Home SucculentsCrassulaceae Graptopetalum Paraguayense – Ghost Plant

Graptopetalum Paraguayense – Ghost Plant

by Sofia Lara
Graptopetalum Paraguayense plant succulent

Graptolpetalum paraguayense is an elegant yet, thought-provoking succulent. When you see the succulent, you’ll wonder if it’s a real plant.

Graptolpetalum paraguayense’s pinkish-grayish pale-colored, opalescent leaves give it a surreal appearance which is why it is sometimes called “Ghost Plant”. Another popular name is “Mother of Pearl”.

Ghost Plant forms clumps and grows a rosette of fleshy leaves that resemble those of the Echeveria variety. The thick leaves have a special purpose. They can store water so that the plant can survive long periods of drought.

In hot and dry climes, the succulent’s colors turn pinkish-yellow but under shaded conditions, the plant assumes a bluish-grey color.

Graptolpetalum paraguayense can grow to a height of 12-inches (30cm) while the rosettes can expand to a width of 4-inches (10cm). It is part of the Crassulaceae family. Initially thought of as coming from Paraguay because of its name,  Ghost Plant is native to East Central, Mexico.

How To Grow And Care For Graptolpetalum Paraguayense

Graptopetalum Paraguayense grow and care

Graptolpetalum paraguayense is an attractive succulent that is best grown outdoors to allow the plant to achieve its “ghostly” appearance.

Ghost Plant grows rapidly and can trail up to 3-feet (91cm) of space which is why it is popularly used as ground cover. 

This succulent has been known to survive freezing temperatures but nevertheless is not cold-hardy. Ghost Plant is best suited in Zone 9a temperatures or a minimum of 20° F (-6° C).

If you reside in a region that drops below 20° F (-6° C), it would be best to grow the plant indoors. Keep in mind that this fast-growing plant grows even faster indoors.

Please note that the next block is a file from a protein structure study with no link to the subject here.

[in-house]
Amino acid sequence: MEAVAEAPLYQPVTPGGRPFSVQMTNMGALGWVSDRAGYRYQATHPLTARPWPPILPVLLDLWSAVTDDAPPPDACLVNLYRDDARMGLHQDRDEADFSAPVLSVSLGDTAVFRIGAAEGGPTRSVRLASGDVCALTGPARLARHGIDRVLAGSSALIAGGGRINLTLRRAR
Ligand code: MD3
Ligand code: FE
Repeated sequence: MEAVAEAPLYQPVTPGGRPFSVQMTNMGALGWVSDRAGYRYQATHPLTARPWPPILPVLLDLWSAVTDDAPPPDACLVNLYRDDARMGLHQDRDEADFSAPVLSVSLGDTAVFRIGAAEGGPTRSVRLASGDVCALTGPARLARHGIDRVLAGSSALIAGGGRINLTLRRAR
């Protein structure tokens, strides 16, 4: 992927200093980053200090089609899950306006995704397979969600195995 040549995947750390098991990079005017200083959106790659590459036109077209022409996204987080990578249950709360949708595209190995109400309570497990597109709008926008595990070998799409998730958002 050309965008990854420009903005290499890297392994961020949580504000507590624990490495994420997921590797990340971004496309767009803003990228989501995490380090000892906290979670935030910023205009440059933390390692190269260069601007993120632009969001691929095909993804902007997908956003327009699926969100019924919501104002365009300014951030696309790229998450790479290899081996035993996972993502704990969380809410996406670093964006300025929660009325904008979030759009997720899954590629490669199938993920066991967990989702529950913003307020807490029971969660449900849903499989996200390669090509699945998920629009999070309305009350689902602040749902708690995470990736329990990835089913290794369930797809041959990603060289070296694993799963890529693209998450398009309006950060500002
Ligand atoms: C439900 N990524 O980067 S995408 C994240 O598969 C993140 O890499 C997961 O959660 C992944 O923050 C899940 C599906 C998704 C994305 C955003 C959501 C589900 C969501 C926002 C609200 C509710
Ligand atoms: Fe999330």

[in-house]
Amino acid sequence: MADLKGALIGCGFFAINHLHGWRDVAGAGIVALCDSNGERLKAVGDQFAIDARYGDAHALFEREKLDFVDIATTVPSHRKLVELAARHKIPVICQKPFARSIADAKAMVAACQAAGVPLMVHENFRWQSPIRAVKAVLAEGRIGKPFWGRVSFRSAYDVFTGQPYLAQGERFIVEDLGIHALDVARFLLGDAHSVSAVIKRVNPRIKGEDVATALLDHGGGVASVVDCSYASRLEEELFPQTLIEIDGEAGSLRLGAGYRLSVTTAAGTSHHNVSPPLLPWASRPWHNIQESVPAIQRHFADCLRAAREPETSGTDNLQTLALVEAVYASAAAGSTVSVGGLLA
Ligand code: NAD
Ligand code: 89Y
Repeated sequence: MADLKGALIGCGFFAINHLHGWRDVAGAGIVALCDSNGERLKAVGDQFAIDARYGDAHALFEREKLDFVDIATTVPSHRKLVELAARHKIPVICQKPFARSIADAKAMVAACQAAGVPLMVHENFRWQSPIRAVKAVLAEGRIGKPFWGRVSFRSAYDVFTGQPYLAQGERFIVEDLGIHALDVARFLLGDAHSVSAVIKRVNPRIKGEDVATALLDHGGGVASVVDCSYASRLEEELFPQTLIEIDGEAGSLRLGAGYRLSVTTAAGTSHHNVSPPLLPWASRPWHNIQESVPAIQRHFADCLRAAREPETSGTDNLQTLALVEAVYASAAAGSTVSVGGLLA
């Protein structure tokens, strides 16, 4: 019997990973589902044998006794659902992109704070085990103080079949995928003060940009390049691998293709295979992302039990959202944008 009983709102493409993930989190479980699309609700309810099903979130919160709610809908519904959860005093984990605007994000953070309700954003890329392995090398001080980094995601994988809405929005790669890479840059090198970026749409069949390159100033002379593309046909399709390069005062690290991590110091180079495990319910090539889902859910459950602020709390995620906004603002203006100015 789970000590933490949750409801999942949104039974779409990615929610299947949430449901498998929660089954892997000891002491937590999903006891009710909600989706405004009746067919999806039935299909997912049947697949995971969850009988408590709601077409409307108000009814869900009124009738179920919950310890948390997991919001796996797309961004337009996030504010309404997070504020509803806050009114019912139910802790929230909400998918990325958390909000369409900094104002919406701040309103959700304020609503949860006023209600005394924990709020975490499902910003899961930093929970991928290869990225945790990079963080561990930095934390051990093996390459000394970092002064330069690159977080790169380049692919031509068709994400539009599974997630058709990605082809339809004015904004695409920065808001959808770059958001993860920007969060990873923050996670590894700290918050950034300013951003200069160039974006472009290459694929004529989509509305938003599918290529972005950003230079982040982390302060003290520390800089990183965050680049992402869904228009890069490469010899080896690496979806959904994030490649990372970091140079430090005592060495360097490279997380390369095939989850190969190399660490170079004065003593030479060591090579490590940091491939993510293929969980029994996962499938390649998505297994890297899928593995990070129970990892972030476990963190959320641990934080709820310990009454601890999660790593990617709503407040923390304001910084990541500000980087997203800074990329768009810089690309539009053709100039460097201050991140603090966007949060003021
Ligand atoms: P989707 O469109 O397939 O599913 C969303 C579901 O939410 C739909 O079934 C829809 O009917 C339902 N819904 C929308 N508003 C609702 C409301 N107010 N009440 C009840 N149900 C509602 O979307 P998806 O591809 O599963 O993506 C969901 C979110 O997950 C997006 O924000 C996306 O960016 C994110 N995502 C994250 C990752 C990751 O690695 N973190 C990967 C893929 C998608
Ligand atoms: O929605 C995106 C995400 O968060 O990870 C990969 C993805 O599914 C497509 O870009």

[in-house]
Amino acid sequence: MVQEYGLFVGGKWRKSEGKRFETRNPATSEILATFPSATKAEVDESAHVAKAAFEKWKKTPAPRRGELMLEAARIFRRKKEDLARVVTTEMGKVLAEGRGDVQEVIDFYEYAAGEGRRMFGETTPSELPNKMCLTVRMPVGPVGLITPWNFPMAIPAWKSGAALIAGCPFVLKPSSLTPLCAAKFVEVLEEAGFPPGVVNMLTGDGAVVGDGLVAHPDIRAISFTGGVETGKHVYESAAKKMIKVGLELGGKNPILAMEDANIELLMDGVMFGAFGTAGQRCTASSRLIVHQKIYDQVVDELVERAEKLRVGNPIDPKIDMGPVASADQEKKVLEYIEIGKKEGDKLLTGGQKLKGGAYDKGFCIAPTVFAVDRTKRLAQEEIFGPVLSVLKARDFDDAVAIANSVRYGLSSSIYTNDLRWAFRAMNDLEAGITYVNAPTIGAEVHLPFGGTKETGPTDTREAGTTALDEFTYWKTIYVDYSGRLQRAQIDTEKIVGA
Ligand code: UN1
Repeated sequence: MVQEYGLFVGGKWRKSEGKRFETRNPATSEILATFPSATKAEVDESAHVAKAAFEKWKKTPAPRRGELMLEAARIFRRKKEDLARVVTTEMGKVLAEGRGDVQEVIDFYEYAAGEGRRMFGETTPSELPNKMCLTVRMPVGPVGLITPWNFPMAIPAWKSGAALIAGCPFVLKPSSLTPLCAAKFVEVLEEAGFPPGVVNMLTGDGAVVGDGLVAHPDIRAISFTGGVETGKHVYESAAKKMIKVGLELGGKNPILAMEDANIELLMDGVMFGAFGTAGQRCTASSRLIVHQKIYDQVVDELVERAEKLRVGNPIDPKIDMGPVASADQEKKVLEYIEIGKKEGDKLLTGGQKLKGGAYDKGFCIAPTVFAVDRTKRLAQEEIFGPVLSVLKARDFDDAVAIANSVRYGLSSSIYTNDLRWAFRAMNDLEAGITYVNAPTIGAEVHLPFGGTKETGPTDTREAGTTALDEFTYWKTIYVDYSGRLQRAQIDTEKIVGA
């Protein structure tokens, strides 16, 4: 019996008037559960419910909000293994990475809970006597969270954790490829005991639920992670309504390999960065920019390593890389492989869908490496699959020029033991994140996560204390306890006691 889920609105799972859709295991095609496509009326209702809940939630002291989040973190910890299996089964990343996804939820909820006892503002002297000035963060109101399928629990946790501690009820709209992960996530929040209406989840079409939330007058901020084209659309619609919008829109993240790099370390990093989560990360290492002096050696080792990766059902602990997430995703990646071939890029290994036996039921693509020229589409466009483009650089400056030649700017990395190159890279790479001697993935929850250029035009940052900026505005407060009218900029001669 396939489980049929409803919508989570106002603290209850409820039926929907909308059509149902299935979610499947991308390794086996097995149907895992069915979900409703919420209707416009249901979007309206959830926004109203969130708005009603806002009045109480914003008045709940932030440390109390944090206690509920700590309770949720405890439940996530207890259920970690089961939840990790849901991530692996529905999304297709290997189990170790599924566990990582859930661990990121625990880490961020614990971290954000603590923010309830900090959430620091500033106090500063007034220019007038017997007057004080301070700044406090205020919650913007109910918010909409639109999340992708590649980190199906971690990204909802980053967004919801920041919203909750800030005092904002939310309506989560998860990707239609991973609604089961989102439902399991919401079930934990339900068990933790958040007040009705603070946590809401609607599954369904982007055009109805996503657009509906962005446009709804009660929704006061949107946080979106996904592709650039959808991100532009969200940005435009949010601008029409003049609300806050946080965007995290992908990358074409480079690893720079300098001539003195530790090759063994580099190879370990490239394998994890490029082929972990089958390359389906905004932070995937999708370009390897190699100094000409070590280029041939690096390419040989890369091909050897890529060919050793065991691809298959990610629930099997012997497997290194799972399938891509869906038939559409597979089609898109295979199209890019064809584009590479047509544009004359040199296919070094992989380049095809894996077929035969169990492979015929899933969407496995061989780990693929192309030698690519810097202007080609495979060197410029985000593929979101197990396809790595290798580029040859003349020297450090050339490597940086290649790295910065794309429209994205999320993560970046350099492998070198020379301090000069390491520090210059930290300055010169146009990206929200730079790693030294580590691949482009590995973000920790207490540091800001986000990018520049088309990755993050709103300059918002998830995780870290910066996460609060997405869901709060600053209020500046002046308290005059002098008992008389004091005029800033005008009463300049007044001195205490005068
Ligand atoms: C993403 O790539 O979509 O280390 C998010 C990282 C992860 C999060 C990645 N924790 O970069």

1.   Sunlight

Graptopetalum paraguayense enjoys the sun and thrives in full to partial exposure. This succulent has chameleon-like properties and will adapt to the environment’s conditions.

There are varieties that have grown well in areas with partial shade. The differentiating factor is the color: Ghost Plant in shaded areas develops bluish-gray color.

Graptopetalum Paraguayense - ghost plant

If grown outdoors, plant Graptopetalum paraguayense in an area in the garden which gets 6 hours of morning sunlight.

Ghost Plant that will be grown indoors should be placed near a window that receives full to partial sun.

2.   Watering

Graptopetalum paraguayense exhibits similar watering needs of a succulent that comes from the Crassulaceae family. It will require more water in the summer season and less during the winter periods of October to March.

Before giving Ghost Plant water, make sure the soil is dry to the touch. Typical of succulents, Graptopetalum paraguayense will suffer from root rot if given too much water.

3.   Pot and Soil

When choosing a pot, get one that offers good drainage. Graptopetalum paraguayense has shallow roots which means it will not require constant repotting. Once the succulent has outgrown its pot, transfer it carefully by grasping at the base of the crown and not by its leaves. 

You can use a light potting or cactus mix for its soil. The important thing is that the soil should be gritty, porous, and has good drainage. You can prepare a soil mix made of potting soil with equal parts loam and gravel such as pumice or lava grit.

Graptopetalum Paraguayense - mother of pearl